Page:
Our doctor had not made it to the hospital - he was stuck in traffic - but we were able to see another, who at the end of a long conversation I barely understood asked if I had been bored. I'd tried to look attentive while fighting the constant tendency I have in Korea to zone out, but my lack of comprehension had somehow been detected or correctly assumed. It's unfortunate that my Korean ability has not progressed sufficiently, because this is a time when I want to understand every word and subtle nuance of the ongoing diagnoses, but instead all I can do is read the body language for any sudden negative revelation. It's incredibly frustrating.

The hospital gave us a DVD after the ultrasound. We hadn't had one after previous scans but this was a big one which incorporated a '4D' imaging technique which is supposed to be more comprehensive. The DVD contains a software application - Windows only of course - from which it's possible to view the ten minute ultrasound video, still photos and a general yoga video for pregnant women alongside some hospital advertising. We'll take the DVD back with us as the pregnancy progresses and they will continue adding to it until the baby is born. It's all part of the package but it's still a very nice touch. A friend of ours who's also pregnant has chosen a much bigger general hospital - as opposed to a specialised maternity hospital - where they don't do this, which seems a pity. Having the video has enabled us to share it with family back home to make the pregnancy more real to them than it would otherwise be, given the geographical difference.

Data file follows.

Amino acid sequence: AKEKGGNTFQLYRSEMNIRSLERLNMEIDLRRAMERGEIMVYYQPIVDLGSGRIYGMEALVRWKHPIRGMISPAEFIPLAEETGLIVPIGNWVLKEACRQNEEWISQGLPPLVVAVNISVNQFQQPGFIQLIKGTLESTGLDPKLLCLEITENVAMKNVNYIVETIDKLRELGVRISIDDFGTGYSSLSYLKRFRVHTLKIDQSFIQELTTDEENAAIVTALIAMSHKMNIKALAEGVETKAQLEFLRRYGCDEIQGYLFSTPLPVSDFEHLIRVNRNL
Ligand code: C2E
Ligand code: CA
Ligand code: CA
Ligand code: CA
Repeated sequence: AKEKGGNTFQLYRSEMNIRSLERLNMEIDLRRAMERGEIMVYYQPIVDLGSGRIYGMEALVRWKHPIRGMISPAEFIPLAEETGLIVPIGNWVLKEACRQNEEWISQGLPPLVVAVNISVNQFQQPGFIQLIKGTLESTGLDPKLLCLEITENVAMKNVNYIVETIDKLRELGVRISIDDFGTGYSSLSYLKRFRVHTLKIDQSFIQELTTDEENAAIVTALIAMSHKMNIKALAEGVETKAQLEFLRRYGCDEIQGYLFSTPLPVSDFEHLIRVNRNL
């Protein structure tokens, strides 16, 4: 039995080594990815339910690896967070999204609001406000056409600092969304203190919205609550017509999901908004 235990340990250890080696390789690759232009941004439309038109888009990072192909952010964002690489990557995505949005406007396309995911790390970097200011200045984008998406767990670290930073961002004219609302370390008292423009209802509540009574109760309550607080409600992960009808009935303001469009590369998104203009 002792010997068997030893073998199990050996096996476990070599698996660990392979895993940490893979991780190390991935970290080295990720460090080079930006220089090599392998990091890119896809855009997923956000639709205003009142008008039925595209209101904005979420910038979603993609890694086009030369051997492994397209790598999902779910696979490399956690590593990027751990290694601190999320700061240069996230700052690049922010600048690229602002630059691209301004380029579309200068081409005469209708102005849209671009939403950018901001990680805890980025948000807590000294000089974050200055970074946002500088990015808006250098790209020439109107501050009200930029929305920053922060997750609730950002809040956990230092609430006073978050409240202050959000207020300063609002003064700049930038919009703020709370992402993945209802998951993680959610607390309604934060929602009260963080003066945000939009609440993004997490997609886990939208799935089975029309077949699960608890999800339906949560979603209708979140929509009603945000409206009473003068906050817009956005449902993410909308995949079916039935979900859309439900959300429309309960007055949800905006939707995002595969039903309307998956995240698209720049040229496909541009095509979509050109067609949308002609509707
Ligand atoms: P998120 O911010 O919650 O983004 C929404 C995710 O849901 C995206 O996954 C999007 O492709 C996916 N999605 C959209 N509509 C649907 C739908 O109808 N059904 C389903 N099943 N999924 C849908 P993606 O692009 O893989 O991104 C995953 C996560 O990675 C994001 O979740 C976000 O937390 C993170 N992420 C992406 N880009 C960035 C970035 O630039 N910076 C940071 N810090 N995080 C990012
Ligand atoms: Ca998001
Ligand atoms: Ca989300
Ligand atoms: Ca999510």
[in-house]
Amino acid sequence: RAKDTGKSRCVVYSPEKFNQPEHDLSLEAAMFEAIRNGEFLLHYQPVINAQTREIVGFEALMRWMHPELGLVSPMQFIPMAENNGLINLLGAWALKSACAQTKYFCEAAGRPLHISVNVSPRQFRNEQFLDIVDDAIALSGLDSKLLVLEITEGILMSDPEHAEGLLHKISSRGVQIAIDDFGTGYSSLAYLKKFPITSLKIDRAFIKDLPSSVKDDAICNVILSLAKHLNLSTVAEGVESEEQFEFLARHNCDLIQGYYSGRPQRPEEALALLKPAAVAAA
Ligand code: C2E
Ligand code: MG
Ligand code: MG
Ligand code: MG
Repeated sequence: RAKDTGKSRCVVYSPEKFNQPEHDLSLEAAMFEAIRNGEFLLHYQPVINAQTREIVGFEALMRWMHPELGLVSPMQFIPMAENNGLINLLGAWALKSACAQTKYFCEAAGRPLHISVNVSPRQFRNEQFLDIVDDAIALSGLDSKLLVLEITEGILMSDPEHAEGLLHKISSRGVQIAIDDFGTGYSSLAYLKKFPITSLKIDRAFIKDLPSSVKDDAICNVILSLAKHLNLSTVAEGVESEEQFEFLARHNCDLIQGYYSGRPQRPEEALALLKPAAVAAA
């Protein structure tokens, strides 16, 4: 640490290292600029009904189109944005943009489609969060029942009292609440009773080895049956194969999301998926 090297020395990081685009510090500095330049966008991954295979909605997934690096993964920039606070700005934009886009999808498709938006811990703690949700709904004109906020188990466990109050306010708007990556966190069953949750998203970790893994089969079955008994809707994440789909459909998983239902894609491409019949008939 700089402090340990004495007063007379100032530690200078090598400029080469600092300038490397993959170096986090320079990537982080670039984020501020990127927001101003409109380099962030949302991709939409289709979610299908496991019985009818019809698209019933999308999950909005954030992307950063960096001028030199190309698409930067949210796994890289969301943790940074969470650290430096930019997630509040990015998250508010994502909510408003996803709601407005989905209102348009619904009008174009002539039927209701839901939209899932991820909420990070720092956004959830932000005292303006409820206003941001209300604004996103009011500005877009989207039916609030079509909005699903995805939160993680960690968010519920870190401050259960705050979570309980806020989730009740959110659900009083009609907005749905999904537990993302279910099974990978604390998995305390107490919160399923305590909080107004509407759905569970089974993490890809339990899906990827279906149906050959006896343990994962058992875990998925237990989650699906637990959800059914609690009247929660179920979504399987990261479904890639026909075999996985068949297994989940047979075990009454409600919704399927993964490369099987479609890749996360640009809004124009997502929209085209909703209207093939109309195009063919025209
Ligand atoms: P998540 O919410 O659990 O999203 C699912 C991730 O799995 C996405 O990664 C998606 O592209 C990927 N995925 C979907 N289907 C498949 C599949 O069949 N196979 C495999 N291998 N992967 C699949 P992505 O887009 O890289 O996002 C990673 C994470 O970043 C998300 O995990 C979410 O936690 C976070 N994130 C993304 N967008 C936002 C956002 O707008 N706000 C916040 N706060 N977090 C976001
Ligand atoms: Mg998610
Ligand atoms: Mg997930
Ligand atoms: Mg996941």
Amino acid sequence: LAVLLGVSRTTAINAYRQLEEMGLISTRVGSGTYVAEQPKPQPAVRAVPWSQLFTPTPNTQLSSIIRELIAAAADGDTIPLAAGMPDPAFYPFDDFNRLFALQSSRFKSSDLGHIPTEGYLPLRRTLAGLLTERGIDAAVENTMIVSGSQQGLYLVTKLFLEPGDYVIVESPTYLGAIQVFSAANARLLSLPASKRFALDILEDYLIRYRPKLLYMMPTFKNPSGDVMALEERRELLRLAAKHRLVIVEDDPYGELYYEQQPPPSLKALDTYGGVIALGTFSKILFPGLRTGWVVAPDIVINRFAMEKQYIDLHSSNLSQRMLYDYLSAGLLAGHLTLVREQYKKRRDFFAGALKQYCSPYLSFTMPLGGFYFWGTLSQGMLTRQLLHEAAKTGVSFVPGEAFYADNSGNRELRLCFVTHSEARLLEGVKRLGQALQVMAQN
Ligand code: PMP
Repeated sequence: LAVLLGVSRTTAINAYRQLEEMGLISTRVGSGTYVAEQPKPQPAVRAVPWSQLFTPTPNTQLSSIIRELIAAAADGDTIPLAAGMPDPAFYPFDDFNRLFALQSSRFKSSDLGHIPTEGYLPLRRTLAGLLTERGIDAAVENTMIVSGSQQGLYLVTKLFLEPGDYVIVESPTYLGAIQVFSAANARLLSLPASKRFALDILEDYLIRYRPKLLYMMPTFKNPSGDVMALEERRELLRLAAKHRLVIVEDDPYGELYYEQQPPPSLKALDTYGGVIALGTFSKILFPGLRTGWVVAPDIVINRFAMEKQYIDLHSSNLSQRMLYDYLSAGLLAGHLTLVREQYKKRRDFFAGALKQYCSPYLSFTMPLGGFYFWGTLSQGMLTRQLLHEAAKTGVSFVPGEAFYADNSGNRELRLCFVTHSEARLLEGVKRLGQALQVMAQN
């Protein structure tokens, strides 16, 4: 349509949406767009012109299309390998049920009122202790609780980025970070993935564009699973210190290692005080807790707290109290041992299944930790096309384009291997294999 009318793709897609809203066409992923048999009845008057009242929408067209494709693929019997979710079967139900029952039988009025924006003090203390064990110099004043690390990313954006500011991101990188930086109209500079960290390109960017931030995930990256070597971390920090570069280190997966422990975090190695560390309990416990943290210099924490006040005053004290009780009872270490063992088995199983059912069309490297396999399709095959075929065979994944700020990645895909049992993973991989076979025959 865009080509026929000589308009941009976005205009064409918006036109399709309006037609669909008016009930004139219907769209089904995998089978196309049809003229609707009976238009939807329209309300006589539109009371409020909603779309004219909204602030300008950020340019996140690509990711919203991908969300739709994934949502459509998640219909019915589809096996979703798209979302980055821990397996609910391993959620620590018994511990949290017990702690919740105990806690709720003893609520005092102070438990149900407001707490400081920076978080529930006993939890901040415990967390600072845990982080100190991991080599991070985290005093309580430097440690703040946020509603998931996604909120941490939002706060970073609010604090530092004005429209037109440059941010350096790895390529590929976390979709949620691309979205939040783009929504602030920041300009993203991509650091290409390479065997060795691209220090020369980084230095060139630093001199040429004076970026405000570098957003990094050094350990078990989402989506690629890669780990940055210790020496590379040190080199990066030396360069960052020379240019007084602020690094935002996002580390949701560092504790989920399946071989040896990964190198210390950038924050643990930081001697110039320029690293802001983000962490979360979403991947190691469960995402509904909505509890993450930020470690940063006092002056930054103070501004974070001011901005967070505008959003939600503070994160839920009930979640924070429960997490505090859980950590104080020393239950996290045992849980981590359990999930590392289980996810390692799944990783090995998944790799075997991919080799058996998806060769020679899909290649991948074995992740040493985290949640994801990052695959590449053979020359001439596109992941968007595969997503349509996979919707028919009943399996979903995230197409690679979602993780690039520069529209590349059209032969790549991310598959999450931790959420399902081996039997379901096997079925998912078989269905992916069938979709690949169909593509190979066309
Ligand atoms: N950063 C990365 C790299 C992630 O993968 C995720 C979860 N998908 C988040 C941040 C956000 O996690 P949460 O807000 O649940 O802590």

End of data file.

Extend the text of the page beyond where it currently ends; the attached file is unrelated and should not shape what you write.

Everything is fine and we continue along the road of the Korean pregnancy experience.


Zephyr said...

It's great to hear that everything is progressing fine, though I can only imagine how frustrating the language barrier must be.

The DVD seems like a very nice touch--especially as you say, since family are not able to share the journey with you.

Chloe said...

Hi Mike,